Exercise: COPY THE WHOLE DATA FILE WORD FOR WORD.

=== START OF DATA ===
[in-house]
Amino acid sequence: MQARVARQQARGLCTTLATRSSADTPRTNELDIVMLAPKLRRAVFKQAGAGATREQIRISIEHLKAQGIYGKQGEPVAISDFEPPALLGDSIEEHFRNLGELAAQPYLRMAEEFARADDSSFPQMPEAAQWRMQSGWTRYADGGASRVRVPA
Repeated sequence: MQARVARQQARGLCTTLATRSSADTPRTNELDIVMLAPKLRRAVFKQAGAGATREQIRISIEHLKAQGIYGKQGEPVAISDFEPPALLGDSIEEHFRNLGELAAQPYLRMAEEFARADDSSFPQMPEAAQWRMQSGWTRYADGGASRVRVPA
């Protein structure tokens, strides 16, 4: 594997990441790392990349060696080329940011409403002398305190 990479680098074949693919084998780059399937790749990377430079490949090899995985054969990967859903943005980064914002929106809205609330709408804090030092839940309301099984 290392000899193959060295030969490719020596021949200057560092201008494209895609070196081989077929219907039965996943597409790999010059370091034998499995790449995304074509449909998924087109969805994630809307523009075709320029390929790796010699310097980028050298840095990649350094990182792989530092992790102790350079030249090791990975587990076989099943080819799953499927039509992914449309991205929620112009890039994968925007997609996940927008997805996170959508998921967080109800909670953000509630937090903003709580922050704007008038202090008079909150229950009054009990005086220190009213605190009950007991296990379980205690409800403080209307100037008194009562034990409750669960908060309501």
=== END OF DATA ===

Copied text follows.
[in-house]
Amino acid sequence: MQARVARQQARGLCTTLATRSSADTPRTNELDIVMLAPKLRRAVFKQAGAGATREQIRISIEHLKAQGIYGKQGEPVAISDFEPPALLGDSIEEHFRNLGELAAQPYLRMAEEFARADDSSFPQMPEAAQWRMQSGWTRYADGGASRVRVPA
Repeated sequence: MQARVARQQARGLCTTLATRSSADTPRTNELDIVMLAPKLRRAVFKQAGAGATREQIRISIEHLKAQGIYGKQGEPVAISDFEPPALLGDSIEEHFRNLGELAAQPYLRMAEEFARADDSSFPQMPEAAQWRMQSGWTRYADGGASRVRVPA
């Protein structure tokens, strides 16, 4: 594997990441790392990349060696080329940011409403002398305190 990479680098074949693919084998780059399937790749990377430079490949090899995985054969990967859903943005980064914002929106809205609330709408804090030092839940309301099984 290392000899193959060295030969490719020596021949200057560092201008494209895609070196081989077929219907039965996943597409790999010059370091034998499995790449995304074509449909998924087109969805994630809307523009075709320029390929790796010699310097980028050298840095990649350094990182792989530092992790102790350079030249090791990975587990076989099943080819799953499927039509992914449309991205929620112009890039994968925007997609996940927008997805996170959508998921967080109800909670953000509630937090903003709580922050704007008038202090008079909150229950009054009990005086220190009213605190009950007991296990379980205690409800403080209307100037008194009562034990409750669960908060309501």